says 'no' to U.S. war on Iraq;
Canadians call U.S. international 'bully'
Edward M. Gomez
to Alternative Reader Index
"Mr. Bush has not made clear why a war against Iraq is necessary,"
Toronto's Globe and Mail asserted
this week, repeating a criticism that the United States has been hearing for
months from foes and allies alike around the world.
Washington cannot even expect its normally cooperative northern neighbor to
instantly fall into lockstep with its policies and plans, according to the
editorial; now, more than a year into George W. Bush's war on terrorism, "67
percent of Canadians think the United States is 'starting to act like a
bully with the rest of the world.'" (Maclean's)
At the same time, Ottawa appears officially ambivalent with regard to
Washington's proposed war against Iraq. In a year-end interview, Canadian Prime
Minister Jean Chretien, reflecting popular attitudes, said, "If the
United Nations says there shouldn't be war, we in Canada never went to war
without the authorization of the United Nations." (Montreal
More recently, though, Canadian Defense Minister John McCallum met with U.S.
Defense Secretary Donald Rumsfeld at the Pentagon. Afterward, McCallum said (as
reported in the Montreal Gazette),
"Some may say we're doing it only with a U.N. mandate. We're saying we
much prefer that, but we may do it otherwise."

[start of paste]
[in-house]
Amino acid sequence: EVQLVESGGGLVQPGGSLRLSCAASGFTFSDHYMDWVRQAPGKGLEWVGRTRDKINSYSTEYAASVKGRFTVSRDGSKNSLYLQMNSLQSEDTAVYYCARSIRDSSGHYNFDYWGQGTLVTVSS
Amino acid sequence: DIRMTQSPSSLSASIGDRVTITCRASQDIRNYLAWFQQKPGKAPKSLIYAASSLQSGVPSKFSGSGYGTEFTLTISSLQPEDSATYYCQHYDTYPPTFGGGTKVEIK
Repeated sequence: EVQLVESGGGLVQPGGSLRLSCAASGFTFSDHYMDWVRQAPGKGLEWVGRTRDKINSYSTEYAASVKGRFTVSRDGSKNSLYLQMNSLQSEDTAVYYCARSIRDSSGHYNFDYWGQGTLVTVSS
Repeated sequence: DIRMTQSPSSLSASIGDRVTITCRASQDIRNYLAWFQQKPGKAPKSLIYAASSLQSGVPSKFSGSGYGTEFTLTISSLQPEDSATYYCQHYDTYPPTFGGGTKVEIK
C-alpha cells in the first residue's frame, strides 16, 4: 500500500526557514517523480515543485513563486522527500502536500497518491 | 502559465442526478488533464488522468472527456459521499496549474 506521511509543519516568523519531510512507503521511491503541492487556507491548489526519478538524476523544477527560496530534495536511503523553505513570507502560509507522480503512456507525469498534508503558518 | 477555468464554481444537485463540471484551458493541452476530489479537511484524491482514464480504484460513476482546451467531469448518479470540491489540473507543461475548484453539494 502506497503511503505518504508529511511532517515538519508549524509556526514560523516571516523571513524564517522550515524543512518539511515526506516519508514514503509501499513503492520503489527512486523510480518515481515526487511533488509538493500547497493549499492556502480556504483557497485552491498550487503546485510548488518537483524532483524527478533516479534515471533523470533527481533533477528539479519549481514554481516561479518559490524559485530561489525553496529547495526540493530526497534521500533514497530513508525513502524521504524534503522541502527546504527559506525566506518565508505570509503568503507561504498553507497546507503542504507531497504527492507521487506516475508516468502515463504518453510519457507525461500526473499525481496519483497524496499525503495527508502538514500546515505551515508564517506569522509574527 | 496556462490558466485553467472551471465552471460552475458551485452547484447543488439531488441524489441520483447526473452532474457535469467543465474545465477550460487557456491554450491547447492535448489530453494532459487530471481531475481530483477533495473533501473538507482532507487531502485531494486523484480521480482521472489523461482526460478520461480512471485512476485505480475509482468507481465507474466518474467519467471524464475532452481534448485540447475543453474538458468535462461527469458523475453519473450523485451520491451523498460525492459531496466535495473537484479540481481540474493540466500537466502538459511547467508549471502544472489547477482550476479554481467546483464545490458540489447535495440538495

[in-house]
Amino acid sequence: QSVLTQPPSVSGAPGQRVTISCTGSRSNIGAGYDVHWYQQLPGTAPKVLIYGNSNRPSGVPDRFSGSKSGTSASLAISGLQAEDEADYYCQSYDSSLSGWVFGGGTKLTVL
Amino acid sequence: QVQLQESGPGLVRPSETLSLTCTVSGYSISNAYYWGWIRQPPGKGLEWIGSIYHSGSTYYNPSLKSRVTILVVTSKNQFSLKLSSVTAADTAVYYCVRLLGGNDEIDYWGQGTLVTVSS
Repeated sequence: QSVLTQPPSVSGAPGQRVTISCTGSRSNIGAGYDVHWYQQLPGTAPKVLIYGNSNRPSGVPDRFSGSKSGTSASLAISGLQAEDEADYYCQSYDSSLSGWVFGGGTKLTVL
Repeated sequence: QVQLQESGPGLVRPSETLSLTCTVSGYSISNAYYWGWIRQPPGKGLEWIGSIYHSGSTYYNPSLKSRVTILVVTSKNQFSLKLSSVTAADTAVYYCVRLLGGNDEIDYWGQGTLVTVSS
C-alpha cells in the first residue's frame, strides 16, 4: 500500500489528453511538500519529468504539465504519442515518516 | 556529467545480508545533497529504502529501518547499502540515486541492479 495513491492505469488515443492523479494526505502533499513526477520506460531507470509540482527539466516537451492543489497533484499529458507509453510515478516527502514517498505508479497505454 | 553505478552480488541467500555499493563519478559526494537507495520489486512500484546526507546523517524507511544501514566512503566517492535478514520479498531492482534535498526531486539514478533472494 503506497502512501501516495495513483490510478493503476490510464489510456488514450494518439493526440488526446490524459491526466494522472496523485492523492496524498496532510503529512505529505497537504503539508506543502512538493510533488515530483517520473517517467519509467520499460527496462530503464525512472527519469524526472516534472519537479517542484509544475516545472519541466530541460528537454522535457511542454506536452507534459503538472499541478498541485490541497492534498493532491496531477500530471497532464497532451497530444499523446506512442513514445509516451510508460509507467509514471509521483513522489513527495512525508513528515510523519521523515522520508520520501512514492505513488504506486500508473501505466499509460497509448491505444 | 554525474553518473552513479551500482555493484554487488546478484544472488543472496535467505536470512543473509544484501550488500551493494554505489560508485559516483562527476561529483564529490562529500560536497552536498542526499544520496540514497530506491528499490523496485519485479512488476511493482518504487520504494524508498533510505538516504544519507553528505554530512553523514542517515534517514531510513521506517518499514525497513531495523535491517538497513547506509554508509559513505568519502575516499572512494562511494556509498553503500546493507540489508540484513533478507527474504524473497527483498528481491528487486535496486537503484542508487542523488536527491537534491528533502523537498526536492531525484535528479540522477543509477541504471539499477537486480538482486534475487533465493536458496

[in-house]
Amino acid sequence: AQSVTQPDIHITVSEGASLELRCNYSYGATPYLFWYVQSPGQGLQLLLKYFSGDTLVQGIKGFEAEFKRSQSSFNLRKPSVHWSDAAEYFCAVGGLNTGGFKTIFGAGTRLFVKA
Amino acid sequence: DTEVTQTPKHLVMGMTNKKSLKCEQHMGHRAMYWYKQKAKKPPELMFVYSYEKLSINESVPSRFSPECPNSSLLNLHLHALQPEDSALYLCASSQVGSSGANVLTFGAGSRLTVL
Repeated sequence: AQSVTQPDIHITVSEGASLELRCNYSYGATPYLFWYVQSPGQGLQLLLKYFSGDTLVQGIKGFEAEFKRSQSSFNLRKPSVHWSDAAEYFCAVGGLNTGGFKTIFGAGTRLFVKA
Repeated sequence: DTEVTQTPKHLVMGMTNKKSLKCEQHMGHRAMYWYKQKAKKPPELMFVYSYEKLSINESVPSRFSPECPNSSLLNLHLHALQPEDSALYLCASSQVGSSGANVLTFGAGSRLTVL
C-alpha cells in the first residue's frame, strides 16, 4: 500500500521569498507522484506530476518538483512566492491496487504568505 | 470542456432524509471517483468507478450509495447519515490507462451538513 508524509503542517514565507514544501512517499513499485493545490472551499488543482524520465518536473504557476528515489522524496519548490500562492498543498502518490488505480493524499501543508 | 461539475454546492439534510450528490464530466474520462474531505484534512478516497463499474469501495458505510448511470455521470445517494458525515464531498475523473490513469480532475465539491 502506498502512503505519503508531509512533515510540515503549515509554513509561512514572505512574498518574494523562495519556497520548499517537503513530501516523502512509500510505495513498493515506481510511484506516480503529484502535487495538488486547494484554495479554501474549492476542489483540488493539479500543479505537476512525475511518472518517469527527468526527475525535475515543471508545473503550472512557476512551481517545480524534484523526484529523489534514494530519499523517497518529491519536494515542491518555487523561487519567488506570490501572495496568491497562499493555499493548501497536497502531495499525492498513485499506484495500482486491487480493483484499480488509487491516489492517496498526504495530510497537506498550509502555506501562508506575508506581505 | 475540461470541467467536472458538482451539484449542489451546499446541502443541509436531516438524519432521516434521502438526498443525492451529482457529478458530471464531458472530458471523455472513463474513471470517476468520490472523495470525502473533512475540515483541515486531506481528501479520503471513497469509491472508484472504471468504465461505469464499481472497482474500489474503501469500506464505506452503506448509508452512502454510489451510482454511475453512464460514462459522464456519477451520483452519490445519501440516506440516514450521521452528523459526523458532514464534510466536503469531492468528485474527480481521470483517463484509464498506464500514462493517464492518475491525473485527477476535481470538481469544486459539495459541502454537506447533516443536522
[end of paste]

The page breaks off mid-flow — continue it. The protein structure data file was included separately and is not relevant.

If the Ottawa government's position sounds fuzzy and indecisive, it is. "And
so," the Globe and Mail concluded,
after Rumsfeld and McCallum's meeting, "Canada's position on Iraq is
spelled out a little more clearly, but with no more impact: We'll definitely
wage war if the United Nations deems it necessary, and maybe too if it doesn't.
We will, in other words, likely go with pretty much whatever the United States
sets out to achieve."
Maclean's echoed that
sense of resignation to geopolitical reality. "We need the U.S. far
more than they need us -- and policies are often easier to change than
perceptions," the newsmagazine's editor said.
Still, as editorials and newspaper chat boards across Canada continue to show,
Canadians remain dramatically divided in their allegiance to Bush's America and
its war-making aims. A Montreal Gazette
commentator put it plainly: "There are two issues for
Canada to consider: Is joining the Americans the right thing to do, and do we
have the means to do it?"
* * *
Le Monde, taking the
pulse of the continent in one of its most forceful editorials since the
terrorist events of September 2001, has emphatically stated, "Europeans
say, 'No.' No to a war against Iraq in the current state of
Noting that European opinion "perhaps will not weigh heavily in the
United States' decision" to go to war, the authoritative French daily
nevertheless insisted that the nearly 60 percent of Britons and more than 70
percent of French citizens, along with large numbers of other Europeans who
oppose a war, "cannot be ignored." The "European
street," Le Monde observed,
has chosen the path of peace-making recommended by Pope John Paul II.